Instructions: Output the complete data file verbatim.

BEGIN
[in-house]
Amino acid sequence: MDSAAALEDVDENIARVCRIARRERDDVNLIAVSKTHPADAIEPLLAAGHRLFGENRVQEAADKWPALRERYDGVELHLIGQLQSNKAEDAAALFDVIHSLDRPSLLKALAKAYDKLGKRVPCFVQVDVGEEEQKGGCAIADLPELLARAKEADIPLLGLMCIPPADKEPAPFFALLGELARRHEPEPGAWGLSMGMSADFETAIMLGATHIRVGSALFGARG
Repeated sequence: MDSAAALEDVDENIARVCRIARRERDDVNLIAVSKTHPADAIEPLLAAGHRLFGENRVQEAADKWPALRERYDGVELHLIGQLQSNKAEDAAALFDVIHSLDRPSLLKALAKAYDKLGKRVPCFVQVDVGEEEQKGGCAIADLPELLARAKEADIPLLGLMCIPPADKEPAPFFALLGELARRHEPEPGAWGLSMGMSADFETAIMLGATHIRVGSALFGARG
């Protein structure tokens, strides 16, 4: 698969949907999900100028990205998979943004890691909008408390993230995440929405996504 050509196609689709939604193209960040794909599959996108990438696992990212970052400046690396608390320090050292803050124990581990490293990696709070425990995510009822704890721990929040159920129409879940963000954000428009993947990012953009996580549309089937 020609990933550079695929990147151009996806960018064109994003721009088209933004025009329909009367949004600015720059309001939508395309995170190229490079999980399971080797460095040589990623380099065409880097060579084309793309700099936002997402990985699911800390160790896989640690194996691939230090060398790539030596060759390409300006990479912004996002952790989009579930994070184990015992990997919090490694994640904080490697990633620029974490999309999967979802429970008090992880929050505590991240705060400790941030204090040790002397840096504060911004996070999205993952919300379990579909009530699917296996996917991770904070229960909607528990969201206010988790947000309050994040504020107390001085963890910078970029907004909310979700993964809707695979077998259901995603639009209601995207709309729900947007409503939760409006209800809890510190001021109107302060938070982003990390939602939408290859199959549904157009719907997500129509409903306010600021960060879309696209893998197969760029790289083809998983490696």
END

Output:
[in-house]
Amino acid sequence: MDSAAALEDVDENIARVCRIARRERDDVNLIAVSKTHPADAIEPLLAAGHRLFGENRVQEAADKWPALRERYDGVELHLIGQLQSNKAEDAAALFDVIHSLDRPSLLKALAKAYDKLGKRVPCFVQVDVGEEEQKGGCAIADLPELLARAKEADIPLLGLMCIPPADKEPAPFFALLGELARRHEPEPGAWGLSMGMSADFETAIMLGATHIRVGSALFGARG
Repeated sequence: MDSAAALEDVDENIARVCRIARRERDDVNLIAVSKTHPADAIEPLLAAGHRLFGENRVQEAADKWPALRERYDGVELHLIGQLQSNKAEDAAALFDVIHSLDRPSLLKALAKAYDKLGKRVPCFVQVDVGEEEQKGGCAIADLPELLARAKEADIPLLGLMCIPPADKEPAPFFALLGELARRHEPEPGAWGLSMGMSADFETAIMLGATHIRVGSALFGARG
């Protein structure tokens, strides 16, 4: 698969949907999900100028990205998979943004890691909008408390993230995440929405996504 050509196609689709939604193209960040794909599959996108990438696992990212970052400046690396608390320090050292803050124990581990490293990696709070425990995510009822704890721990929040159920129409879940963000954000428009993947990012953009996580549309089937 020609990933550079695929990147151009996806960018064109994003721009088209933004025009329909009367949004600015720059309001939508395309995170190229490079999980399971080797460095040589990623380099065409880097060579084309793309700099936002997402990985699911800390160790896989640690194996691939230090060398790539030596060759390409300006990479912004996002952790989009579930994070184990015992990997919090490694994640904080490697990633620029974490999309999967979802429970008090992880929050505590991240705060400790941030204090040790002397840096504060911004996070999205993952919300379990579909009530699917296996996917991770904070229960909607528990969201206010988790947000309050994040504020107390001085963890910078970029907004909310979700993964809707695979077998259901995603639009209601995207709309729900947007409503939760409006209800809890510190001021109107302060938070982003990390939602939408290859199959549904157009719907997500129509409903306010600021960060879309696209893998197969760029790289083809998983490696």